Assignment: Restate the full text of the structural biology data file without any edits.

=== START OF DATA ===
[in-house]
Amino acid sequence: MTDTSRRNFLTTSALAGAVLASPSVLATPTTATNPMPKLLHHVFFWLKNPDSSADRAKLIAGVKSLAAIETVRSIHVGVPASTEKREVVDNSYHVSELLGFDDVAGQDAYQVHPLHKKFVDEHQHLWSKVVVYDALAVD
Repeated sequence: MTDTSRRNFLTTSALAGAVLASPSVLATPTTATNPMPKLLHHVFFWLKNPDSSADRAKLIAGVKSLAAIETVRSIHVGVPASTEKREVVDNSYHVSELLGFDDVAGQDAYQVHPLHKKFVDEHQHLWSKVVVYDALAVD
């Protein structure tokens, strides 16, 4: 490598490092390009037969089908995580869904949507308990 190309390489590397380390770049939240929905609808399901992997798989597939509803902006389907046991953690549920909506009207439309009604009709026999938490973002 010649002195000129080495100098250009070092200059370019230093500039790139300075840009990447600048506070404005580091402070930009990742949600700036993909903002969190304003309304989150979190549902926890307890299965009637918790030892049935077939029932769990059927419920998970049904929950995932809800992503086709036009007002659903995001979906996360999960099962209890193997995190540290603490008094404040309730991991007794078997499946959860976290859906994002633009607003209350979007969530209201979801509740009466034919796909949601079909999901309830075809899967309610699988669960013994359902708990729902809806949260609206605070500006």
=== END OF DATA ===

[in-house]
Amino acid sequence: MTDTSRRNFLTTSALAGAVLASPSVLATPTTATNPMPKLLHHVFFWLKNPDSSADRAKLIAGVKSLAAIETVRSIHVGVPASTEKREVVDNSYHVSELLGFDDVAGQDAYQVHPLHKKFVDEHQHLWSKVVVYDALAVD
Repeated sequence: MTDTSRRNFLTTSALAGAVLASPSVLATPTTATNPMPKLLHHVFFWLKNPDSSADRAKLIAGVKSLAAIETVRSIHVGVPASTEKREVVDNSYHVSELLGFDDVAGQDAYQVHPLHKKFVDEHQHLWSKVVVYDALAVD
């Protein structure tokens, strides 16, 4: 490598490092390009037969089908995580869904949507308990 190309390489590397380390770049939240929905609808399901992997798989597939509803902006389907046991953690549920909506009207439309009604009709026999938490973002 010649002195000129080495100098250009070092200059370019230093500039790139300075840009990447600048506070404005580091402070930009990742949600700036993909903002969190304003309304989150979190549902926890307890299965009637918790030892049935077939029932769990059927419920998970049904929950995932809800992503086709036009007002659903995001979906996360999960099962209890193997995190540290603490008094404040309730991991007794078997499946959860976290859906994002633009607003209350979007969530209201979801509740009466034919796909949601079909999901309830075809899967309610699988669960013994359902708990729902809806949260609206605070500006």